gathering forget-me-nots and <campion and bluebells>

longxianchen

Senior Member
chinese
Hi,
Here are some words from the novel Lady Chatterley's Lover(page 327, chapter 15) by Lawrence (planetebook,here):
(background: Mellors and Connie made love in the rain. Then they returned to the hut.)

‘Come in,’ he said, and they started running back to the hut. He ran straight and swift: he didn’t like the rain. But she came slower, gathering forget-me-nots and campion and bluebells, running a few steps and watching him fleeing away from her.

I know forget-me-not stands for long-lasting love, but what are the special meanings of campion and bluebells please?
Thank you in advance
 
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  • Erebos12345

    Senior Member
    Canadian English
    Hello,

    I believe forget-me-nots, campions, and bluebells are all types of flowers. She was gathering flowers. You can do a Google image search of them.

    Edit: I'm not sure if they each carry a special meaning in this case or not. :oops:
     

    Hermione Golightly

    Senior Member
    British English
    I doubt they have any special meaning, but who knows. They do flower at the same time of year, late spring. I'm surprised he calls them campions and not a more dialect or regional term. We called them 'ragged robins'.
     

    Glasguensis

    Signal Modulation
    English - Scotland
    It is almost certain that Lawrence was simply naming three types of flower, without any particular significance. As we have said many times during your reading of this book, not every reference is a symbol for something else.
     

    longxianchen

    Senior Member
    chinese
    Thank you a lot.
    Both campion and blue bells symbolise love according to this site: Symbol Meaning for Flowers in the Language of Flowers
    I have found bluebells according to the link you offered. But I didn't find campion
    It is almost certain that Lawrence was simply naming three types of flower, without any particular significance. As we have said many times during your reading of this book, not every reference is a symbol for something else.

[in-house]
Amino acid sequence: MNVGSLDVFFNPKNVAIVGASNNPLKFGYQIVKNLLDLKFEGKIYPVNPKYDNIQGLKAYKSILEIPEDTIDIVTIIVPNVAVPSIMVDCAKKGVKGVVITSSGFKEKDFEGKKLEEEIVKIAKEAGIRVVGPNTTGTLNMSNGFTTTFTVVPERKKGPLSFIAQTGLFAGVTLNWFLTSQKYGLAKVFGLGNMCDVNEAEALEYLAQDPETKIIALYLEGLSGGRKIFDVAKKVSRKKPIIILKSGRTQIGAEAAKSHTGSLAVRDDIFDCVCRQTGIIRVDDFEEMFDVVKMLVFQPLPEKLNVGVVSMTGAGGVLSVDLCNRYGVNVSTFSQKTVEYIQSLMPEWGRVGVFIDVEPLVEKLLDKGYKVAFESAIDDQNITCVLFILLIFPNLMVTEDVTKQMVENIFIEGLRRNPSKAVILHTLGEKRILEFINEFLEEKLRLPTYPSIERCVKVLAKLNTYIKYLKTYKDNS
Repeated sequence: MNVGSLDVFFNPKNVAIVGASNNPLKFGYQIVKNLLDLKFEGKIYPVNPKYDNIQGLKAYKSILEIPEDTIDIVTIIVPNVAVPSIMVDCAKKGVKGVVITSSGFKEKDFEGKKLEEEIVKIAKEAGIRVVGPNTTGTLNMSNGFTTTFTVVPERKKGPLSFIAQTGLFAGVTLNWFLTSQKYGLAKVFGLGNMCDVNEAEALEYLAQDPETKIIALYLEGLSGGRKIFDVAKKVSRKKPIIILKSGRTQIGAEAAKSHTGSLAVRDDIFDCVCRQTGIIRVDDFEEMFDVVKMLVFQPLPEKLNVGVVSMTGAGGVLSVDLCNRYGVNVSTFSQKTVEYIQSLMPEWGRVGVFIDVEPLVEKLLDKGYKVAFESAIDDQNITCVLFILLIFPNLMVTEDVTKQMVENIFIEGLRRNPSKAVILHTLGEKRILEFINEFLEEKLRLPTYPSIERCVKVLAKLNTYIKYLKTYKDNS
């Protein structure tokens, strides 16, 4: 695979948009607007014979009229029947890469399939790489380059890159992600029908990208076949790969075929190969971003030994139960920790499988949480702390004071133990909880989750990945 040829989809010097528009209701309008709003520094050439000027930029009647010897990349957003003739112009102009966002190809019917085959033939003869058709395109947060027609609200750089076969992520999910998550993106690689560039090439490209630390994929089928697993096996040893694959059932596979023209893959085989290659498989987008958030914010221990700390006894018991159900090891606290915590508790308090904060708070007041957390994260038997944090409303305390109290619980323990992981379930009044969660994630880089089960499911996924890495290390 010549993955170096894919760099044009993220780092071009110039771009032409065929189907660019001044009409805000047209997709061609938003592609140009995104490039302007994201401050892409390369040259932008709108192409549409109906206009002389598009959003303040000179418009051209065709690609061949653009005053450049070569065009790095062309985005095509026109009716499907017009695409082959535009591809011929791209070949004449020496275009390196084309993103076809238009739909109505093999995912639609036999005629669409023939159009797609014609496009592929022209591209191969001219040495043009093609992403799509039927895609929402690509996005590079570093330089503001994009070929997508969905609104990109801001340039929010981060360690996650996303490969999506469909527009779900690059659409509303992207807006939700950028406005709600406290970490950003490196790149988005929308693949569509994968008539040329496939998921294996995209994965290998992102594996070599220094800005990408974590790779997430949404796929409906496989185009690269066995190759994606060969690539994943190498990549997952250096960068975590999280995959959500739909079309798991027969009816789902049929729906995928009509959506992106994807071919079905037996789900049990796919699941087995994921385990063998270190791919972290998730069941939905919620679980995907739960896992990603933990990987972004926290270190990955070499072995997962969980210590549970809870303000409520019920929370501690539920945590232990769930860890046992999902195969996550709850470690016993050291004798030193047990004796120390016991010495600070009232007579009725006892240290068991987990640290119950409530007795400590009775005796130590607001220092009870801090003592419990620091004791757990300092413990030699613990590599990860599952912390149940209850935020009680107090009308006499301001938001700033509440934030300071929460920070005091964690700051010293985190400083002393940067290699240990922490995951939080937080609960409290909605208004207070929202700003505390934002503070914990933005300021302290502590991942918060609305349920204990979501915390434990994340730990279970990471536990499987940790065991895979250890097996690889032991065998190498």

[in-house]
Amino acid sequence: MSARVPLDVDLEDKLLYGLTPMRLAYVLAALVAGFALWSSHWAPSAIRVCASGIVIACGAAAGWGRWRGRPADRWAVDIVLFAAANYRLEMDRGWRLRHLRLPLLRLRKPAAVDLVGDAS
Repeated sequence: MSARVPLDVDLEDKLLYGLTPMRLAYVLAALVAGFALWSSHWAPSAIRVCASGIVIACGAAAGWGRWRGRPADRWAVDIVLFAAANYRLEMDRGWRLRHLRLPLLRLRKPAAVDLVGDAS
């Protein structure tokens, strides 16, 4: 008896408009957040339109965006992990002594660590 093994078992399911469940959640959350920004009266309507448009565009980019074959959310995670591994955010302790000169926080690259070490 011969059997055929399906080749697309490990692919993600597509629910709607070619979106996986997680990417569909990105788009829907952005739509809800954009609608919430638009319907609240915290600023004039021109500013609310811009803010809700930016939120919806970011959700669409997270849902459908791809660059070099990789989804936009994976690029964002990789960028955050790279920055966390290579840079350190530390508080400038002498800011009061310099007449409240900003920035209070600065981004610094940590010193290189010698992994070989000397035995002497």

OK. I take it.
     

    Thomas Tompion

    Senior Member
    English - England
    We called them 'ragged robins'.
    You surprise me, Hermione. There are many sorts of campion. I'd assumed that Lawrence was talking about ordinary Red Campion (Silene dioica) rather than Ragged Robin (Lychnis flos-cuculi).

    They are both campions, of course. I wondered why you thought he must be referring to the one rather than the other. Both are very common in this part of France. I don't know which is more common in the Midlands. I don't think he can mean that Connie was picking Nottingham Catchfly (Silene nutans), though it's an attractive idea.
     

    longxianchen

    Senior Member
    chinese
    Now I'm sure forget-me-not has a special meaning: don't forget me. Here is proof from the subsequent paragraphs:
    1.With quiet fingers he(Mellors) threaded a few forget-me-not flowers in the fine brown fleece of the mound of Venus.

    Then,

    2.And he stuck a pink campion-bud among the hair.

    ‘There! That’s me(=pink campion-bud, which looks like his p e n i s) where you won’t forget me! That’s Moses in the bull-rushes.’


    Therefore, I suspect bluebell also means something(maybe means love, or, farewell):
    3.Who’ll put blossoms on you(Mellors had put some flowers around her genitals) next year, Jinny? Me, or somebody else? “Good-bye, my bluebell, farewell to you!” I hate that song, it’s early war days.’
     
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    Glasguensis

    Signal Modulation
    English - Scotland
    Forget-me-nots have a very explicit meaning which is widely known. Various other flowers have a meaning which is known mainly to florists and enthusiasts. Bluebells (in Lawrence's case this means a variety of Hyacinthoides) are not a flower with a meaning in this second category. Perhaps there are certain circles in which a special meaning exists, but I honestly think that if there is one the number of people who know it must be minute, and even allowing for the passage of time I can't believe that Lawrence could have reasonably expected such a meaning to be known to his readers (assuming that he himself was aware of it to begin with).
    Once again, you are searching for hidden meanings when there is no good reason to believe one exists.
     
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